Hobby RC: Testing the Kyosho Blizzard SR

By Terry Dunn

Regular readers of this column will know that I am a fan of rare and offbeat RC vehicles. This review definitely fits that mold. The Kyosho Blizzard SR ($350) blends my eccentric taste with a built-in capability for FPV driving.

Regular readers of this column will know that I am a fan of rare and offbeat RC vehicles. This review definitely fits that mold. The Kyosho Blizzard SR ($350) blends my eccentric taste with a built-in capability for FPV driving. This vehicle provided my first taste of surface FPV and the Blizzard's pedestrian speeds were welcome.

The Blizzard is actually not a new design. This Snowcat-like RC vehicle was originally introduced by Kyosho in 1981. There have been several iterations of the Blizzard since then, but the core of the design has changed very little. The latest version reviewed here features a Wi-Fi radio link for control in lieu of the traditional 75MHz or 2.4GHz systems used for surface RC vehicles. The Wi-Fi link lets you drive the Blizzard via a smart phone app while also providing a real-time video link from the onboard camera. A 2.4GHz radio-equipped version of the Blizzard ($308) is also available, but you forfeit the camera.

Viscera of the Beast

In spite of the complexity suggested by the wide tracks and multitude of wheels, the Blizzard is deceptively simple. Just as with full-scale tracked vehicles, steering is accomplished by varying the relative speed of the right and left tracks. In this case, each track is driven by a dedicated motor and ESC. So controlling the speed of individual tracks is easy.

This top view of the Blizzard illustrates the simple and uncluttered layout of the design. The wide tracks provide great traction on many surfaces.

The Blizzard is mostly assembled at the factory. You will need to attach the plow mechanism, which takes just a few minutes. The remaining steps deal with installing the iReceiver app on your phone or tablet and then linking it to the vehicle. I alternately used an iPhone 4S, iPhone 6, and an iPad Mini with the Blizzard. All three systems were configured without any trouble. The process was not intuitive to me, but the steps in the manual are accurate.

The manual suggests propping up the Blizzard with the tracks off the ground during the set-up process. It's good advice. When configuring the iPad Mini, one of the tracks jumped to full speed when I made an errant input. Had it been on the ground at the time, the renegade Blizzard probably would have broken something in my workshop or on the vehicle itself.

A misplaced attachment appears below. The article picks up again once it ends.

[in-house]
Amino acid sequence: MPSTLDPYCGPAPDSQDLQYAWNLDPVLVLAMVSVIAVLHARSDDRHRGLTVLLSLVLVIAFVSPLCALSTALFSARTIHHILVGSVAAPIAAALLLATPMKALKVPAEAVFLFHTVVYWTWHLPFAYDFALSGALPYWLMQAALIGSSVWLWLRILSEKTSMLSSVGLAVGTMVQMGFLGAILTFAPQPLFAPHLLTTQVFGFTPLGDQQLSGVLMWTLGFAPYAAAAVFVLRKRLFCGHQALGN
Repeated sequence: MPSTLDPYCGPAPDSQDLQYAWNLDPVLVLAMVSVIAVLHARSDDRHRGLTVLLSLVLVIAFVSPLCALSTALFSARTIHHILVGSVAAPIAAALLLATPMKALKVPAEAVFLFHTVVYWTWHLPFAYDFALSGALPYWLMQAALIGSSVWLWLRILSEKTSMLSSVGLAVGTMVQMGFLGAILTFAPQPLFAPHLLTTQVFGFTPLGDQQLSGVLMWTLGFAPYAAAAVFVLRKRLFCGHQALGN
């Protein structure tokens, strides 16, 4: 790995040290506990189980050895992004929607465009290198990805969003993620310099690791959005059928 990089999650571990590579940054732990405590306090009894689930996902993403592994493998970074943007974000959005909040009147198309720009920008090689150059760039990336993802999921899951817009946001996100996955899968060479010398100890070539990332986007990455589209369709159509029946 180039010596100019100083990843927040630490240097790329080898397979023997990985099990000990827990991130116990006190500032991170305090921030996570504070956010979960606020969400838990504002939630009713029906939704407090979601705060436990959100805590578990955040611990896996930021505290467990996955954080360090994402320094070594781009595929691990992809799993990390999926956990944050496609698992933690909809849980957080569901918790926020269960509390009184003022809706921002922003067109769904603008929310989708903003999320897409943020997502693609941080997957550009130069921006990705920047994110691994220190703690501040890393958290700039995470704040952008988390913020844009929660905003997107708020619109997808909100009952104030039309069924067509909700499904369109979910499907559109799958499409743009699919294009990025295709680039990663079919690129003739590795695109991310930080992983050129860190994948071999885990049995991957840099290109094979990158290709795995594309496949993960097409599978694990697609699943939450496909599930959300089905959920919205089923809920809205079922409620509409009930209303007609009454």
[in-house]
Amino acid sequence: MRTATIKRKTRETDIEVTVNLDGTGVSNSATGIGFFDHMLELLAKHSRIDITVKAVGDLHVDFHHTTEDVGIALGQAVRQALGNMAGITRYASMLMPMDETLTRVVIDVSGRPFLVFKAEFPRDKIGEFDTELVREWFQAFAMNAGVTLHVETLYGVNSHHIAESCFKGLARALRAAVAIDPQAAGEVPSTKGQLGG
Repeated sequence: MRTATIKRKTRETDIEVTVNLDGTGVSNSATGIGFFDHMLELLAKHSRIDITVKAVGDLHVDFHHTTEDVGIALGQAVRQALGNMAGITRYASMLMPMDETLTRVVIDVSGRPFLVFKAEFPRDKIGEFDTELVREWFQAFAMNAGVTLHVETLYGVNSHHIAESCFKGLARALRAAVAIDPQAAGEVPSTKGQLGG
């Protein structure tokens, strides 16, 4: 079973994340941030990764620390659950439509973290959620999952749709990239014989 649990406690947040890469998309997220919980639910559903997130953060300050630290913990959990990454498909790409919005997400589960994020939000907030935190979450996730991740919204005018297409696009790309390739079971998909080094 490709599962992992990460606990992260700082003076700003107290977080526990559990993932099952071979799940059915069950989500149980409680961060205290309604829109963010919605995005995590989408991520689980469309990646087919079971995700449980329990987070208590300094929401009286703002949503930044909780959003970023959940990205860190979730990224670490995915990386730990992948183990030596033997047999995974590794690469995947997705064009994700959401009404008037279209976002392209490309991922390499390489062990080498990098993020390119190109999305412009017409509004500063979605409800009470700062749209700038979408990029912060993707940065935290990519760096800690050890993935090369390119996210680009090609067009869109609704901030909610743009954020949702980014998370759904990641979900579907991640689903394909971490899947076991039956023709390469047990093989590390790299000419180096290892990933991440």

The Blizzard is built around a simple plastic tub chassis. There is a lot of empty space, so nothing feels cramped or cluttered. The molded-in battery bay fits standard 6-cell Sub-C NiCad/NiMH battery packs. I used a Duratrax 3000mAh NiMH pack for all of my testing. Most 2-cell hard-case LiPo batteries should fit as well. A Velcro strap is used to secure the battery in place.

With the track removed, the chain drive that motivates the drive sprocket is visible. The idler wheel mounts permit a small amount of suspension travel.

This kit includes a standard Molex connector on the battery leads. I swapped this for a Deans Ultra Plug. The main power lead is routed through a mechanical on/off switch. I would normally bypass such a switch since I find them redundant and potential failure points. I decided to keep it in place here to see how it holds up. So far, so good.

Each track on the Blizzard uses four idler wheels and one drive sprocket. The idler wheels are mounted on bogey-like arms with springs that allow a small amount of suspension travel. The sprocket features an exposed chain drive, which connects to a series of internal plastic gears before terminating at the brass pinion gear on the motor. The powerplants are 370-size brushed motors like those commonly found on 1/18-scale RC cars. The actual tracks are one-piece units made of a soft plastic material. The ends of the track connect together like the master link on a bicycle chain.

Each track is powered by a dedicated motor running through a series of gears.

A Kyosho KS201 servo is used to raise and lower the plow. This is controlled via a toggle button in the app. The plow is either fully up or fully down, with no in-between options. You can, however, dig into the set-up options and redefine the specific up and down positions.